AT DAY’S CLOSE by A. Roger Ekirch


Nights in Times Past
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Before the Industrial Revolution, the daily departure of the sun had effects on people far different from those we experience in our own brightly illuminated age. Why? A first-time author explains.

Here, Ekirch (History/Virginia Tech) argues—and persuasively demonstrates—that darkness in earlier eras fostered “a distinct culture with many of its own customs and rituals.” And he should know. He’s researched his subject thoroughly (the endnotes run to 109 pages), trying with moderate success to cram into categories all he’s discovered. Unquestionably, Ekirch gives us a vast number of arresting details: Earlier generations, for example, believed that noxious vapors came with night; they didn’t admire sunsets; hanging the hearts of pigs over the hearth kept demons out of the chimney; humans have better night vision than most other animals; Pepys’ wife (worried about his carnal dreams) would periodically inspect his penis during his sleep; and some early thinkers believed sleep was caused by fumes rising to the brain from the belly of the sleeper. But there are also a number of observations that seem too patent for the attention Ekirch gives them. He tells us that dark was more dangerous than light, that the night facilitated storytelling, that people drank a lot, that lovers and criminals used the cover of darkness, that some people had bad dreams, that bundling was fun, that chamber pots could smell bad. Nonetheless, he’s done a creditable job of cataloguing the activities of the night—from nightwatching (a profession, he quips, probably older than prostitution) to enjoying masquerades to dung-burning to praying. He shows, too, that informal youth gangs sometimes ruled the dark streets in A Clockwork Orange fashion, and he reveals that sleeping the entire night through was a rarity in an earlier age. Too many potential dangers (fire!), suspicious sounds, foul odors, strange bedfellows and inconsistent diets routinely ruined rest.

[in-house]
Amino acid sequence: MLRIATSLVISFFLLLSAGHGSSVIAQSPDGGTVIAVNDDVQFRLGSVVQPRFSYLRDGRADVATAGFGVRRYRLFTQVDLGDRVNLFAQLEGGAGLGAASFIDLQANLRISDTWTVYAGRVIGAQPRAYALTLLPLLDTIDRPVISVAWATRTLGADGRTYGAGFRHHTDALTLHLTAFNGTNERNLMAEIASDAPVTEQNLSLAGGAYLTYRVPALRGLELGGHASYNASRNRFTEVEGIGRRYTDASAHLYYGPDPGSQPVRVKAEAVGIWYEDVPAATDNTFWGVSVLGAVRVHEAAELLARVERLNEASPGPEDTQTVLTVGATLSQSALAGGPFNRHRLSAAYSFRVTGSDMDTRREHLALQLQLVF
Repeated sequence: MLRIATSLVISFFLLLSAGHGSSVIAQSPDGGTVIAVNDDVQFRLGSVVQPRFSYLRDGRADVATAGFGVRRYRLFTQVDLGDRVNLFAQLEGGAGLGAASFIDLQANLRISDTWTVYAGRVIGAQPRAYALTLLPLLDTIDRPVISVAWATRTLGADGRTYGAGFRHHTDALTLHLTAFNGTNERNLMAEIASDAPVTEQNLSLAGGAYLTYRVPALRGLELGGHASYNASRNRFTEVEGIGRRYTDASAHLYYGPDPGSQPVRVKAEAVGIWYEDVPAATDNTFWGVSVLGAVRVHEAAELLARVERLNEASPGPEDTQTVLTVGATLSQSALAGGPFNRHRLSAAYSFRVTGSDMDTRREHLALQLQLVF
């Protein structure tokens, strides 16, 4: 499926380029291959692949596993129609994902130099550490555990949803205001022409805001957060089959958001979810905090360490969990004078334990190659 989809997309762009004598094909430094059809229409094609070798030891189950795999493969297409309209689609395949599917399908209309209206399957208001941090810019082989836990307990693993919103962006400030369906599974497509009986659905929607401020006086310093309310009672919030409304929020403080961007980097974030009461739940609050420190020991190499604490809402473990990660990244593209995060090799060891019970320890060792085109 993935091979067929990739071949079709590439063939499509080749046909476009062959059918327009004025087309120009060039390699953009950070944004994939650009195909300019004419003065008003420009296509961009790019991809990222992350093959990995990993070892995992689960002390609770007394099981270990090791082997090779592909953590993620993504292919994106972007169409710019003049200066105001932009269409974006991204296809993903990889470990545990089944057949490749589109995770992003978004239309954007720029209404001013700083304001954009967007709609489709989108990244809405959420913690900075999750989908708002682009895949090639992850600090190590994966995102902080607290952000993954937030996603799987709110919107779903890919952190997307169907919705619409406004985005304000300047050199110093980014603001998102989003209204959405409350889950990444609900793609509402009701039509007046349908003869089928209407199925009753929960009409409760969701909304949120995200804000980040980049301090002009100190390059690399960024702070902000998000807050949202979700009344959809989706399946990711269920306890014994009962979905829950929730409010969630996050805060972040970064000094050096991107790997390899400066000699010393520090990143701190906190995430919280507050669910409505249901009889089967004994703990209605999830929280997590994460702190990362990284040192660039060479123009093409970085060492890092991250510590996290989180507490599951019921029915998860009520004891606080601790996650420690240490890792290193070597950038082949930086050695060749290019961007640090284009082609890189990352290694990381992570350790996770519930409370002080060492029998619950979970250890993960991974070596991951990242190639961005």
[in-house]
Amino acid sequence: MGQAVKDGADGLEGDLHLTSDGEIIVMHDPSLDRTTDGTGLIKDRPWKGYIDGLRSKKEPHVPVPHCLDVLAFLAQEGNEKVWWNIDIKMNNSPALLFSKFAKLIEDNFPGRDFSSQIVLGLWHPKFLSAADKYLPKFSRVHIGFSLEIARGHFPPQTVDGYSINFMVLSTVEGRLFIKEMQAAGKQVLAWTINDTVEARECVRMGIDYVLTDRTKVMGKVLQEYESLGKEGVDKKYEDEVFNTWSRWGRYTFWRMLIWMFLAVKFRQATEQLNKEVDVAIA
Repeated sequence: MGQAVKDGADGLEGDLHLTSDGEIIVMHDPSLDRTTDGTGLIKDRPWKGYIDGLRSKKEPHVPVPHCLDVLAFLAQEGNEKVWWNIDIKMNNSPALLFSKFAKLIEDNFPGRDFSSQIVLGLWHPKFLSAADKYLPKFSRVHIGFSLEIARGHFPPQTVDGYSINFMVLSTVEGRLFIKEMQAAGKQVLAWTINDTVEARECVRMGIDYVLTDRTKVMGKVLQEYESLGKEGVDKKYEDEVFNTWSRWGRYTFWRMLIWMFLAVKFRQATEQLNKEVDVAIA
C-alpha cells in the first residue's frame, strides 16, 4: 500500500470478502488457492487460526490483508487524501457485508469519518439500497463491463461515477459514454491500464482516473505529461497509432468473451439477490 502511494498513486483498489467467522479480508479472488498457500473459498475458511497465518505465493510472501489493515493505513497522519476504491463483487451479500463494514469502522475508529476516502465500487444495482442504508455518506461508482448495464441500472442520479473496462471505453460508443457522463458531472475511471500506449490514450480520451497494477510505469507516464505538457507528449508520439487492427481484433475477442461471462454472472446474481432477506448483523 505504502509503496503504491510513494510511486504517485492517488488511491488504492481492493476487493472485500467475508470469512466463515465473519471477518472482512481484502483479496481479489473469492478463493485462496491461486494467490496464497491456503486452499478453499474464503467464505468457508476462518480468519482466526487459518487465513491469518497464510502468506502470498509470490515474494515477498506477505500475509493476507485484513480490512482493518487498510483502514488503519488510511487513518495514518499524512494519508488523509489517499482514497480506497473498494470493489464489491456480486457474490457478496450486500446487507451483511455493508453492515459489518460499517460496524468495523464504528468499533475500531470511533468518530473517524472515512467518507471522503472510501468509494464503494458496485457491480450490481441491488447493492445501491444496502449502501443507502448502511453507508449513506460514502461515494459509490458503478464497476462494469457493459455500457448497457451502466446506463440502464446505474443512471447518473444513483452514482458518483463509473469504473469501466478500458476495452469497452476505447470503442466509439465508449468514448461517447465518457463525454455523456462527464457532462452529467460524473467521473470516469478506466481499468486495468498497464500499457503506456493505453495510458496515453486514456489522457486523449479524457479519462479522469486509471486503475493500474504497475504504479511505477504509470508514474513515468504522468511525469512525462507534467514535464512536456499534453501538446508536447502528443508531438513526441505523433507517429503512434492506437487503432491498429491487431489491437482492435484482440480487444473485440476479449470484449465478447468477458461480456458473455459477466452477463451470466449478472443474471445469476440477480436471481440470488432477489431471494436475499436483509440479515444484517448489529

A fascinating tale but, unfortunately, often in need of more graceful telling. (60 b&w illustrations, 8 pp. color illustrations, not seen)

Pub Date: June 1st, 2005
ISBN: 0-393-05089-0
Page count: 416pp
Publisher: Norton
Review Posted Online:
Kirkus Reviews Issue: March 15th, 2005


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